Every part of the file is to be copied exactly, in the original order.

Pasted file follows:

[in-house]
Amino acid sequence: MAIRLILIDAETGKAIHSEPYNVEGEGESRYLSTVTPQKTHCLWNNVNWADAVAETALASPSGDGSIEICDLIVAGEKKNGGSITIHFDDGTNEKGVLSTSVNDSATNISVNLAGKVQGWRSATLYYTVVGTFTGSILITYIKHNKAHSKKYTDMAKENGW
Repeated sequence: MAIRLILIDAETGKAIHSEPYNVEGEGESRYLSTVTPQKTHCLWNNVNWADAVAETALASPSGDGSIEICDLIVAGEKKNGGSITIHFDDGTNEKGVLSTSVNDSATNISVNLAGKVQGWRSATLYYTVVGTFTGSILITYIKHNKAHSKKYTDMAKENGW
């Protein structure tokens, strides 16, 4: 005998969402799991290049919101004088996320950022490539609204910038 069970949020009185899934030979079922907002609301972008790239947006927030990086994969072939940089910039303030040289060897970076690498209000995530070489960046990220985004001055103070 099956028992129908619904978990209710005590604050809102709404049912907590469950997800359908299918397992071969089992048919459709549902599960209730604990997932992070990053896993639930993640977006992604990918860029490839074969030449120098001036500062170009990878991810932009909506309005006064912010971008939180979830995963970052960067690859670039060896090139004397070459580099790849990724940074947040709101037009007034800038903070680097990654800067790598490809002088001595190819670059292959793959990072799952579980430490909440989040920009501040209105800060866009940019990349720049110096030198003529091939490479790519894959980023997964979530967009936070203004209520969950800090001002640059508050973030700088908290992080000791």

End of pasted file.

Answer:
[in-house]
Amino acid sequence: MAIRLILIDAETGKAIHSEPYNVEGEGESRYLSTVTPQKTHCLWNNVNWADAVAETALASPSGDGSIEICDLIVAGEKKNGGSITIHFDDGTNEKGVLSTSVNDSATNISVNLAGKVQGWRSATLYYTVVGTFTGSILITYIKHNKAHSKKYTDMAKENGW
Repeated sequence: MAIRLILIDAETGKAIHSEPYNVEGEGESRYLSTVTPQKTHCLWNNVNWADAVAETALASPSGDGSIEICDLIVAGEKKNGGSITIHFDDGTNEKGVLSTSVNDSATNISVNLAGKVQGWRSATLYYTVVGTFTGSILITYIKHNKAHSKKYTDMAKENGW
């Protein structure tokens, strides 16, 4: 005998969402799991290049919101004088996320950022490539609204910038 069970949020009185899934030979079922907002609301972008790239947006927030990086994969072939940089910039303030040289060897970076690498209000995530070489960046990220985004001055103070 099956028992129908619904978990209710005590604050809102709404049912907590469950997800359908299918397992071969089992048919459709549902599960209730604990997932992070990053896993639930993640977006992604990918860029490839074969030449120098001036500062170009990878991810932009909506309005006064912010971008939180979830995963970052960067690859670039060896090139004397070459580099790849990724940074947040709101037009007034800038903070680097990654800067790598490809002088001595190819670059292959793959990072799952579980430490909440989040920009501040209105800060866009940019990349720049110096030198003529091939490479790519894959980023997964979530967009936070203004209520969950800090001002640059508050973030700088908290992080000791």